#photography & visual arts
Zofia Rydet's first photobook is, for its time, a superproduction. The uniqueness of Mały człowiek (Little Man) results not only from the quality of its photographic material, assembled over the course of more than ten years by a then still little known photographer from Gliwice, but also from Wojciech Zamecznik's involvement – one of Poland's most original graphic designers of the mid-20th century.
His design for the book maintains a late avant-garde spirit, is filled with flair, and gracefully combines photographs by Rydet with excerpts she selected from Janusz Korczak's texts, which provide an intellectual framework for the project. This is one of the most famous Polish photobooks, and the first to become the subject of a research project. The latter resulted in a thorough re-edition published in 2012 by the Archeology of Photography Foundation. Typically for contemporary publishing industry, the second edition, accompanied by a critical commentary, was released in a print run eight times shorter than the original.
From today's perspective, Zofia Rydet's album is a model photobook of the golden era of publishing in the Polish People's Republic which was the 1960s. In a broader perspective, Mały człowiek demonstrates the exemplary features and criteria of a mature photographic book.
Firstly, for the quality, coherence, and authorial character of the photographic material. Mały człowiek comprises works from 1952-1963 and offers a selection from Rydet's first fully developed series. This is a superb example of humanist photography, inspired by Edward Steichen's The Family of Man. The photographer comes across as a watchful and tender observer, who is able to – literally and figuratively – get very close to children. On the other hand, she keeps a cold distance towards the photographed scenes, documents children's tears and sorrows. Interestingly enough, Rydet never had children of her own. Perhaps it is this perspective, that of a childless woman, that somehow determined the uniqueness of the book, which is ultimately a post-catastrophic affirmation of fertility and having children.
Secondly, for the captivating and transparent narrative, and the formation of an eloquent plot based on photographic sequences. The book has a clearly defined structure. The photographic material was split into chapters, which provide the whole with a narrative rhythm and at the same time establish various iconographic types included in the series, specific typologies of “little people” and the emotions they experience (for instance, Little Women, Dramas, Thinking and Working). The excerpts from Korczak's texts that accompany the images were printed separately on narrow interleaves of a different colour to the rest of the pages, and thus, instead of disturbing the visual story, they complement it.
Thirdly – the originality and relevance of the graphic design and the quality of publishing. The exhaustive work performed by the photo editor was adequately highlighted by the creative and effortless treatment of the material by the graphic designer, who frames and replicates selected motifs, without, however, defeating the photography but helping it play a role that is relevant to its position within the whole. Thanks to that, this – to be fair – quite cliché and predictable subject is enjoyable and exciting to look at. The book's leitmotif is a multiplied, most elementary geometric form – a circle. It first appears on the cover and organizes the graphic layout inside the book. A circle may be associated with a childlike circle, sun, or face, in reference to the theme of the book, as well as with its universalist message. With regards to publishing, the nowadays unseen rotogravure seduces with its soft, deep, black areas, which was in fact typical for a lot of the other albums published at the time.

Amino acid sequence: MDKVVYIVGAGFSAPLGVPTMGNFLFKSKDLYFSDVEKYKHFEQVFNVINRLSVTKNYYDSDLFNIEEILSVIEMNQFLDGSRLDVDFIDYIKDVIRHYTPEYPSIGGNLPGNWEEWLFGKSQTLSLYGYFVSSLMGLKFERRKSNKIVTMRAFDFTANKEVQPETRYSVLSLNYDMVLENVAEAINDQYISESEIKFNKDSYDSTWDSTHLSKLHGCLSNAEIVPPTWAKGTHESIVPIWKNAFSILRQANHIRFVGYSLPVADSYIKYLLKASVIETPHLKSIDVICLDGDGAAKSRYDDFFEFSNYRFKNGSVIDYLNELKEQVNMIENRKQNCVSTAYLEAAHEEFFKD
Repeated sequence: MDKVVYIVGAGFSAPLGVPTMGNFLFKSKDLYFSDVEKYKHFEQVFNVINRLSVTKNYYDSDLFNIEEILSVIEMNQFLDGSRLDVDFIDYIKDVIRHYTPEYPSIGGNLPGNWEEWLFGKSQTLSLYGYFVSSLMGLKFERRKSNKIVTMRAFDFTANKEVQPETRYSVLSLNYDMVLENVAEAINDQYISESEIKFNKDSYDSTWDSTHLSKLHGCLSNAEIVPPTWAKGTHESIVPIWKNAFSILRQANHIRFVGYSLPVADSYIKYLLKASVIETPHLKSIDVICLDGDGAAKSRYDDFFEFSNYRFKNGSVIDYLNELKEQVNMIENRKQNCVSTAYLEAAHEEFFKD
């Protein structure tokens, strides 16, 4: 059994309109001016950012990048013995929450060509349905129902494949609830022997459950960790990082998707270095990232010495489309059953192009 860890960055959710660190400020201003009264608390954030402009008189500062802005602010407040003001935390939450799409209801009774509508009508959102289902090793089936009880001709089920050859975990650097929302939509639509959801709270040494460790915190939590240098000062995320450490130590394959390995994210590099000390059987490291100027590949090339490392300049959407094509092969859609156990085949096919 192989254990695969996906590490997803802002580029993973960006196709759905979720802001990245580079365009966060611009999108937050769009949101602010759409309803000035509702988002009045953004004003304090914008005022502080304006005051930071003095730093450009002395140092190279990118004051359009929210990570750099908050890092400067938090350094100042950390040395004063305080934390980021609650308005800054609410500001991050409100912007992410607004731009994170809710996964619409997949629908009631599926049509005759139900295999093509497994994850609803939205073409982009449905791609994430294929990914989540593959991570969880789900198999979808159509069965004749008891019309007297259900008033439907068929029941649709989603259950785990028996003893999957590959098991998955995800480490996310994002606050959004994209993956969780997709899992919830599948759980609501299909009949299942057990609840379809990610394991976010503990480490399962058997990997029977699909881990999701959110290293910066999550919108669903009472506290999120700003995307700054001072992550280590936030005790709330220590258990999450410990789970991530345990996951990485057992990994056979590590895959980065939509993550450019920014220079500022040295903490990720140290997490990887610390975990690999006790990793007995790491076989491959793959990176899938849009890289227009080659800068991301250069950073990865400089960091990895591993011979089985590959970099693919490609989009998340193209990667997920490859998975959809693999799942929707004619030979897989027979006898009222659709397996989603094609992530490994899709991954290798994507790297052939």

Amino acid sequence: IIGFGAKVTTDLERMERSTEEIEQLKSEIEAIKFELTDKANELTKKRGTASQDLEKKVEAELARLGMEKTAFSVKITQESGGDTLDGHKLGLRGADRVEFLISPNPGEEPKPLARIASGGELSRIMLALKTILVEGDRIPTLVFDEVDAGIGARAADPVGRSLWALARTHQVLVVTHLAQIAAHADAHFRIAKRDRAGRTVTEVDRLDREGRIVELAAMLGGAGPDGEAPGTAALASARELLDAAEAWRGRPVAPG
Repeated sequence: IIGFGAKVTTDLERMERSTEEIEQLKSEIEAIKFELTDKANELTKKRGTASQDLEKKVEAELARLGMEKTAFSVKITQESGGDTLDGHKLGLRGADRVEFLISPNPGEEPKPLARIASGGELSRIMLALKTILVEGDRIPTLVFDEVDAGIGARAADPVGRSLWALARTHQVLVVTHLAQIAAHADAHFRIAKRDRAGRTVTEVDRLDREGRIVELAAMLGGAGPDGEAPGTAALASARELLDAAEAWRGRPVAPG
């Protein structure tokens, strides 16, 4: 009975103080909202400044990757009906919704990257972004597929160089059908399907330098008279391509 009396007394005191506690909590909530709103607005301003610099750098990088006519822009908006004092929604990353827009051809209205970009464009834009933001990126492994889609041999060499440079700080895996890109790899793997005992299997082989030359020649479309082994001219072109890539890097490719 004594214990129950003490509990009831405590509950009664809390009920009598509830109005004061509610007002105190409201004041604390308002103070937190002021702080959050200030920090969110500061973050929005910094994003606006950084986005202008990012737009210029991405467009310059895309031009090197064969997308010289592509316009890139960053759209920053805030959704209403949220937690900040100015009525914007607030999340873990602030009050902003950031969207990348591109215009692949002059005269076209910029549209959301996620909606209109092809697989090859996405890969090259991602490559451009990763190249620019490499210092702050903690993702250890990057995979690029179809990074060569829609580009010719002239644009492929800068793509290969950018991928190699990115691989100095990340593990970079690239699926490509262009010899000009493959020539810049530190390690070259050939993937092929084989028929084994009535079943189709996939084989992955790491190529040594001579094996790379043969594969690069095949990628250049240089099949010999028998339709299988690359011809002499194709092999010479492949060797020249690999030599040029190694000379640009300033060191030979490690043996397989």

The Family of Man
archeology of photography fouondation
polish people's republic
Finally – the message, cultural momentousness, and social significance of the book. It is one of the first Polish photobooks that acted as the autonomous statement of an artist, yet concerned specific social issues. Rydet's book raises a topic that at the time was crucial, i.e., the first generation born after World War Two growing up, an antidote to the global trauma of war. This is not a typical, propagandistic mass-produced publication with children in the main role, many of which were released in 1950s. Mały człowiek includes – besides the dominant pictures taken in Poland – numerous shots from the photographer's travels (across Albania, Bulgaria, the Czech Republic, Egypt, Yugoslavia, and Lebanon), where the children represent a community formed by experience – they are not communists or capitalists – they represent humanity. Socialist propaganda hides behind the mask of universalism here. Rydet's photographs and texts by Korczak create a vision of an ideal society, free of class divisions, and based on equality and sincerity. On the other hand, in the context of the previously mentioned The Family Man, it is striking that the book features children of virtually one skin colour. The beautiful, universalist utopia was faced with some practical difficulties in this regard – the artist's vision was evidently restrained by the limited travel possibilities in a world severely divided by the Second World War.
photographs: Zofia Rydet
texts: Alfred Ligocki, Janusz Korczak
graphic design: Wojciech Zamecznik
publisher: Arkady, Warsaw
year of publication: 1965
volume: 272 pages
format: 25 x 19.5 cm
cover: hardcover with dust jacket
print run: 8750
Original text: polishphotobook.tumblr.com
, transl. Ania Micińska, November 2015